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Is Whole Foods Market's 'Whole Paycheck' image really dead?

Is Whole Foods Market's 'Whole Paycheck' image really dead?

As I reported last week, Whole Foods Market closed out its 2011 fourth quarter and fiscal year on some pretty high notes. The retailer finished the year with more than $10 billion in sales and nearly 9 percent growth in comp-store sales for the fourth quarter. Impressively, Whole Foods has seen eight consecutive quarters of comp-store sales increases.

Whole Foods’ work to become more price competitive is often cited as a factor fueling the company’s recent sales success. “Whole Foods has done great work on improving our value image with customers,” Walter Robb, Whole Foods’ co-CEO, said during a Nov. 2 earnings call.

The retailer’s financials definitely support this statement, but the fact remains that many consumers continue to view Whole Foods as an expensive place to shop. (Perhaps that's why more than 1 million people bought the retailer's "$20 for $10" LivingSocial coupon in September.)

Case in point: Here’s what one Los Angeles-based member of Nutrition Business Journal’s LinkedIn group had to say about Whole Foods and its prices last week:

“Whole Paycheck operates on very high margin and other retailers like Trader Joe’s offer identical products for at least 30 percent less cost to the consumer. There is a retailer called Sprouts in my area and they are very competitive with Whole Paycheck on their entire range of products. For example, Whole Paycheck sells avocados at $2.99 each and they can be purchased elsewhere for $1.35. Vitamins are sold at top prices without any discounts ever offered. Nuts are sold at about twice the price compared to Trader Joe's. Same exact product. Whole Paycheck hurts the industry by setting an example that eating healthy organic food means that one must pay 2-3 times the price over the price for conventional produce.”

Another member of the same LinkedIn group came to Whole Foods’ defense on the margin point: “[Whole Foods] offers many competitive products at competitive prices, but the higher margins on other items pay for the customer experience that people who choose to shop there prefer—rich customer service, beautiful stores, community areas.”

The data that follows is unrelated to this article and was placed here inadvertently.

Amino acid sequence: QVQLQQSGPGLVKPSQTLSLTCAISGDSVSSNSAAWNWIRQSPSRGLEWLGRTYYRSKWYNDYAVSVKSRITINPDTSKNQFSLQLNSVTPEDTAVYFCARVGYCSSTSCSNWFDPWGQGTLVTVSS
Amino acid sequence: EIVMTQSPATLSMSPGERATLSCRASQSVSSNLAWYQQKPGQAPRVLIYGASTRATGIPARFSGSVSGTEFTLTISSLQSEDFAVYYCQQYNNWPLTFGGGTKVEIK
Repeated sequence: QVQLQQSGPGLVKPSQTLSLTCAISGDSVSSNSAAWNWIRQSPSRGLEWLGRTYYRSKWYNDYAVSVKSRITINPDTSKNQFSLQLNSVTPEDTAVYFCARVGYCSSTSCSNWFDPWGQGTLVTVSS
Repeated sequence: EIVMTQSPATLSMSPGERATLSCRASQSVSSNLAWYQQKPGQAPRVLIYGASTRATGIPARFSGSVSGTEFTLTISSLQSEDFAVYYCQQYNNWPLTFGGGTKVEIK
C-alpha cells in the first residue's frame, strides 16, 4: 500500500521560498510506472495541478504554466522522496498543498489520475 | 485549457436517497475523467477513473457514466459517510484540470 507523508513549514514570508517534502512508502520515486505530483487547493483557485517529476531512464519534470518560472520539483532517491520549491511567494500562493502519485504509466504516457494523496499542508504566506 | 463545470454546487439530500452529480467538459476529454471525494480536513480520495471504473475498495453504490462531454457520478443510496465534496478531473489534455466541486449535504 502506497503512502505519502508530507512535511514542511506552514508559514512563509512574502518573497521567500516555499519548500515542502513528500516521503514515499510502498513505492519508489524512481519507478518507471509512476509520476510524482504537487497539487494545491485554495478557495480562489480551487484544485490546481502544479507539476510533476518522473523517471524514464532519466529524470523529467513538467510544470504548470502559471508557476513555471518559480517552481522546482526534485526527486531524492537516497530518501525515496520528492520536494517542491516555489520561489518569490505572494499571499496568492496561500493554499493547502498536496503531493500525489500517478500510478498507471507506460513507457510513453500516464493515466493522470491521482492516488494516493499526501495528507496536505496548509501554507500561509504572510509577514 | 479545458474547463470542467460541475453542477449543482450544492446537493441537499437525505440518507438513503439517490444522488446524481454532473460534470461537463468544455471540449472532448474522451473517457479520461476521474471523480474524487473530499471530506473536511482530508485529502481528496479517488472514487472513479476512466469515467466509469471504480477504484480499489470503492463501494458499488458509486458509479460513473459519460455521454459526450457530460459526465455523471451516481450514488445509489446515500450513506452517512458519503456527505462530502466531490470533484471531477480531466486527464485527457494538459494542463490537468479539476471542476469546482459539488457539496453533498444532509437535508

Certainly, over the last several years Whole Foods Market has had to walk a pretty thin tightrope between offering value (which the retailer does very well with its growing 365 private-label line) and finding strategic ways to pass off price increases to consumers—who are proving increasingly willing to drop more money shopping at Whole Foods, based on the company’s growing comp-store sales.

A Nov. 7 blog post on by Amy Negussie offers insight into how shoppers themselves walk this same tightrope in an effort to shop at Whole Foods. “Whoever first called Whole Foods ‘Whole Paycheck’ was up to something,” Negussie writes. “But, if you shop carefully, you can enjoy the luxury of Whole Foods without going under.” The Chicago author cites alcohol and meat as categories where good value can be found at Whole Foods.

Al Roker told that he has no problem splurging at Whole Paycheck because he would “rather have a smaller amount of really good food than a lot of okay food.”

A quick Google search shows that, whether Whole Foods Market likes it or not, the Whole Paycheck stigma continues to have legs. Yet, as Whole Foods' latest earnings report demonstrates, the retailer is thriving nonetheless.

Still, given the rising cost of food and the stagnant economy, I’m wondering how long Whole Foods can convince shoppers to fill their baskets with the necessities and still spring for that $15 bottle of olive oil and $12 artisan cheese.

What do you think?

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